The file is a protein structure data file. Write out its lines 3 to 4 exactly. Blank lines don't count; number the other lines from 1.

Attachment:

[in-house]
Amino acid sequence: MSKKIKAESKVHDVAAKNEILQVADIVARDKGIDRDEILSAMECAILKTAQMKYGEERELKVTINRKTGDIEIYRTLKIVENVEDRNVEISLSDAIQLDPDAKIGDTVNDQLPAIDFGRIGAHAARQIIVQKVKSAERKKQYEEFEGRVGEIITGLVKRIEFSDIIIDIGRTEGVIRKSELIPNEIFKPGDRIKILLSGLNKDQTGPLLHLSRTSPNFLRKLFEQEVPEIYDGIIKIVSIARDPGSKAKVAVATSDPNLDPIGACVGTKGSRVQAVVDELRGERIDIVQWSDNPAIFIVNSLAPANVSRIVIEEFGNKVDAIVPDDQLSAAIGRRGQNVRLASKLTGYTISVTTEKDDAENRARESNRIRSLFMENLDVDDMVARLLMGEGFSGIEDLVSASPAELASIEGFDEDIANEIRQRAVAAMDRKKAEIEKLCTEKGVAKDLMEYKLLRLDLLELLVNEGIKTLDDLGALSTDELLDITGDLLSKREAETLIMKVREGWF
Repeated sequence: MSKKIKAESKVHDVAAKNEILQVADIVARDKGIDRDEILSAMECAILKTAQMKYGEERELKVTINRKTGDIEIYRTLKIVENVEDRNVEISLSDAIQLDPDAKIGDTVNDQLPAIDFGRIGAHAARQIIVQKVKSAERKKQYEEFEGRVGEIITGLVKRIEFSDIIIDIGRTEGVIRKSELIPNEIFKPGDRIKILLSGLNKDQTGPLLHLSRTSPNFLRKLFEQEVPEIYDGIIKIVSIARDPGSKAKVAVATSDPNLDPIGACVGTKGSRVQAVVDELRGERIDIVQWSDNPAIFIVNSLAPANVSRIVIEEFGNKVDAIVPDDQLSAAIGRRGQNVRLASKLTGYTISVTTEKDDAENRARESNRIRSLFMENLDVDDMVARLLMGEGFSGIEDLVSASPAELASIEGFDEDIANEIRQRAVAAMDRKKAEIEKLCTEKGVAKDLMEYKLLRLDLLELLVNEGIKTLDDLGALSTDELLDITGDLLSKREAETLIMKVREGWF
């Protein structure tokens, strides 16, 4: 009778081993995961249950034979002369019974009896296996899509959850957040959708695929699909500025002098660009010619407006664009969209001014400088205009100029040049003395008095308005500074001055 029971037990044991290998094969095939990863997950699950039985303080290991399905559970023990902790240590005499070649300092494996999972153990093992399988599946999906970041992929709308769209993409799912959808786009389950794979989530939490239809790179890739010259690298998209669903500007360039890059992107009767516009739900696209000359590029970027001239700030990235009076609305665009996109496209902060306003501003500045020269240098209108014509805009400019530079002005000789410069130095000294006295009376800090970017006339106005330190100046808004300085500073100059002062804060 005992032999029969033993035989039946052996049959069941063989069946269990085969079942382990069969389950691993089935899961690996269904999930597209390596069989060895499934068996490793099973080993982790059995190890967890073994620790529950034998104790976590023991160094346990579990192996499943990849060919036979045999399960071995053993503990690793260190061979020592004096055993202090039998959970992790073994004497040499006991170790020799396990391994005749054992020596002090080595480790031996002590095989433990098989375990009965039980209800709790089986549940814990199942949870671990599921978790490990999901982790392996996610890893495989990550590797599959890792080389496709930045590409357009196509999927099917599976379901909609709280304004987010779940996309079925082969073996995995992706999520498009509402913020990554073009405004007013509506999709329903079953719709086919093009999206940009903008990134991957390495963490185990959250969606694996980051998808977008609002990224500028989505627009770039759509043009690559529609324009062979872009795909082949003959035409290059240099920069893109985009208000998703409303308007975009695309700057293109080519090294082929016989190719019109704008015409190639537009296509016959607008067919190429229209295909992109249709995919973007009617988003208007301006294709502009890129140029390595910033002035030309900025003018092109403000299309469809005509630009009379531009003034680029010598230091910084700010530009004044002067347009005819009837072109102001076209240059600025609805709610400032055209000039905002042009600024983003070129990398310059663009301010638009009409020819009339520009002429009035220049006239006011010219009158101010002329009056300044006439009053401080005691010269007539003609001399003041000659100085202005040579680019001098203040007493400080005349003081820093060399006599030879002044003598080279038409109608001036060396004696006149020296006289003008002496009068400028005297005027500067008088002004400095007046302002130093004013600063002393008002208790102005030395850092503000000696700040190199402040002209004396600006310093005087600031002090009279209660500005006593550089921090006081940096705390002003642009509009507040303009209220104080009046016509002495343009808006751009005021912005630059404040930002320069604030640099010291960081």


Repeated sequence: MSKKIKAESKVHDVAAKNEILQVADIVARDKGIDRDEILSAMECAILKTAQMKYGEERELKVTINRKTGDIEIYRTLKIVENVEDRNVEISLSDAIQLDPDAKIGDTVNDQLPAIDFGRIGAHAARQIIVQKVKSAERKKQYEEFEGRVGEIITGLVKRIEFSDIIIDIGRTEGVIRKSELIPNEIFKPGDRIKILLSGLNKDQTGPLLHLSRTSPNFLRKLFEQEVPEIYDGIIKIVSIARDPGSKAKVAVATSDPNLDPIGACVGTKGSRVQAVVDELRGERIDIVQWSDNPAIFIVNSLAPANVSRIVIEEFGNKVDAIVPDDQLSAAIGRRGQNVRLASKLTGYTISVTTEKDDAENRARESNRIRSLFMENLDVDDMVARLLMGEGFSGIEDLVSASPAELASIEGFDEDIANEIRQRAVAAMDRKKAEIEKLCTEKGVAKDLMEYKLLRLDLLELLVNEGIKTLDDLGALSTDELLDITGDLLSKREAETLIMKVREGWF
């Protein structure tokens, strides 16, 4: 009778081993995961249950034979002369019974009896296996899509959850957040959708695929699909500025002098660009010619407006664009969209001014400088205009100029040049003395008095308005500074001055 029971037990044991290998094969095939990863997950699950039985303080290991399905559970023990902790240590005499070649300092494996999972153990093992399988599946999906970041992929709308769209993409799912959808786009389950794979989530939490239809790179890739010259690298998209669903500007360039890059992107009767516009739900696209000359590029970027001239700030990235009076609305665009996109496209902060306003501003500045020269240098209108014509805009400019530079002005000789410069130095000294006295009376800090970017006339106005330190100046808004300085500073100059002062804060 005992032999029969033993035989039946052996049959069941063989069946269990085969079942382990069969389950691993089935899961690996269904999930597209390596069989060895499934068996490793099973080993982790059995190890967890073994620790529950034998104790976590023991160094346990579990192996499943990849060919036979045999399960071995053993503990690793260190061979020592004096055993202090039998959970992790073994004497040499006991170790020799396990391994005749054992020596002090080595480790031996002590095989433990098989375990009965039980209800709790089986549940814990199942949870671990599921978790490990999901982790392996996610890893495989990550590797599959890792080389496709930045590409357009196509999927099917599976379901909609709280304004987010779940996309079925082969073996995995992706999520498009509402913020990554073009405004007013509506999709329903079953719709086919093009999206940009903008990134991957390495963490185990959250969606694996980051998808977008609002990224500028989505627009770039759509043009690559529609324009062979872009795909082949003959035409290059240099920069893109985009208000998703409303308007975009695309700057293109080519090294082929016989190719019109704008015409190639537009296509016959607008067919190429229209295909992109249709995919973007009617988003208007301006294709502009890129140029390595910033002035030309900025003018092109403000299309469809005509630009009379531009003034680029010598230091910084700010530009004044002067347009005819009837072109102001076209240059600025609805709610400032055209000039905002042009600024983003070129990398310059663009301010638009009409020819009339520009002429009035220049006239006011010219009158101010002329009056300044006439009053401080005691010269007539003609001399003041000659100085202005040579680019001098203040007493400080005349003081820093060399006599030879002044003598080279038409109608001036060396004696006149020296006289003008002496009068400028005297005027500067008088002004400095007046302002130093004013600063002393008002208790102005030395850092503000000696700040190199402040002209004396600006310093005087600031002090009279209660500005006593550089921090006081940096705390002003642009509009507040303009209220104080009046016509002495343009808006751009005021912005630059404040930002320069604030640099010291960081």